Last week I finished reading Kant’s Little Prussian Head & Other Reasons Why I Write by Claire Messud (New York: W. W. Norton & Company, Inc, 2020). We learned of this book from a NYT book review and it peaked our interest enough to buy it, which I do not regret. In addition to insight about an author with whom I was unfamiliar, Messud expanded my list of authors. I consider myself to be well-read but there are ALWAYS more books worthy of one’s attention and considering people can get into certain genres, we miss other gems.
I have several works by Albert Camus that I regularly re-read, and read Remains of the Day by Kazuo Ishiguro a very long time ago. However, I must confess she highlighted others that have intriguing lives and works. I even enjoyed her coverage of artists, which is definitely out of my scope although I cannot wait for the National Gallery of Art and other museums to re-open for sitting and studying silence their offerings.
I ordered Pulitzer Prize winning The Wild Iris (New York: HarperCollins Publishers, 1992) by American poet Louise Glück, winner of the 2020 Nobel Prize in Literature. I read it straight through quickly for my first read. I will return to it again and contemplate each verse more slowly as her work demands such attention. I also ordered American author Willa Cather’s Death Comes for the Archbishop (1927; repr., New York: Vintage Classics, 1990), which I am currently reading and will finish by the weekend. Searching for poetry led me to poetry and essays that by three black women that I felt compelled to read to further educate myself about Black History as a part of American History. We are supposed to put ourselves in others’ shoes; however, that is easier said then done in many cases. My desire is that to read from a black woman’s perspective will expand my own aperture to a deeper level of understanding. There are great works by black male authors but as a woman, I turn to these awesome pioneering women for enlightenment. More on them in a future post.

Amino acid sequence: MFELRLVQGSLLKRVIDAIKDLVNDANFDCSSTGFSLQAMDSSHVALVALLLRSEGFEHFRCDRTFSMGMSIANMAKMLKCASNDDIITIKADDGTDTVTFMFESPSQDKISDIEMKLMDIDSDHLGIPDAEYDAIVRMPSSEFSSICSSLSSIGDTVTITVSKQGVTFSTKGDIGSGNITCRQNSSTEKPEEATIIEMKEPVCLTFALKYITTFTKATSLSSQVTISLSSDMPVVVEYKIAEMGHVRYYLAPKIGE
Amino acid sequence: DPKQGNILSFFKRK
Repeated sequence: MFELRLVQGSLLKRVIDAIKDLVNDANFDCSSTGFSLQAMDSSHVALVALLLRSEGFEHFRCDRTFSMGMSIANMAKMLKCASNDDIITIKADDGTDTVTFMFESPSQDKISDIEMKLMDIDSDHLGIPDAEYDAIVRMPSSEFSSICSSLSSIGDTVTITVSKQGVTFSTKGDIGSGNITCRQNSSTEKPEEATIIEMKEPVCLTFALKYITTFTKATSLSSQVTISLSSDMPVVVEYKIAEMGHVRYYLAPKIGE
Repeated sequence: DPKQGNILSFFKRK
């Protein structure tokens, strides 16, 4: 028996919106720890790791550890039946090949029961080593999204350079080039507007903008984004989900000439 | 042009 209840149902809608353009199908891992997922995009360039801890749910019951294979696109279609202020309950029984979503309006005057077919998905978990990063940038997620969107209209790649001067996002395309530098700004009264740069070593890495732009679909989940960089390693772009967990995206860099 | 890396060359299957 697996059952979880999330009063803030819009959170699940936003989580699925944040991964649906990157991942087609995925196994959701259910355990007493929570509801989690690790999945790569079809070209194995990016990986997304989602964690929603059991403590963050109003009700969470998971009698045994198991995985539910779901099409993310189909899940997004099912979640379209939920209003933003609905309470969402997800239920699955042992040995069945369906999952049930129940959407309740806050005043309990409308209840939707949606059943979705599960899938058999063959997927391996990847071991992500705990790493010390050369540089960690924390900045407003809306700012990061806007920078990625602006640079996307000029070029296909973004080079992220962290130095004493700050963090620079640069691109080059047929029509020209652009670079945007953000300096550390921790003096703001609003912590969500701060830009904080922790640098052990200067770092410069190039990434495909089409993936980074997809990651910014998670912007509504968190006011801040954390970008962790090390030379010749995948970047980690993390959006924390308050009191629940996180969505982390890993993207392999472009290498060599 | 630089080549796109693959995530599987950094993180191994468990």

Now I turn back to Messud to close this Friday morning train of thought. Kant’s Little Prussian Head offered numerous insights but there is one in particular that I highlighted, yes in our new hardback copy, toward the end that resonated with my senses. Through the love of books, one can learn connectedness. Just think…
Connection—whether in love or in art—entails risk; risk entails awkwardness. And it is through vulnerabilities that, as humans, we speak most profoundly, from the heart.Claire Messud, Kant’s Little Prussian Head & Other Reasons Why I Write (New York: W. W. Norton & Company, Inc, 2020), 285.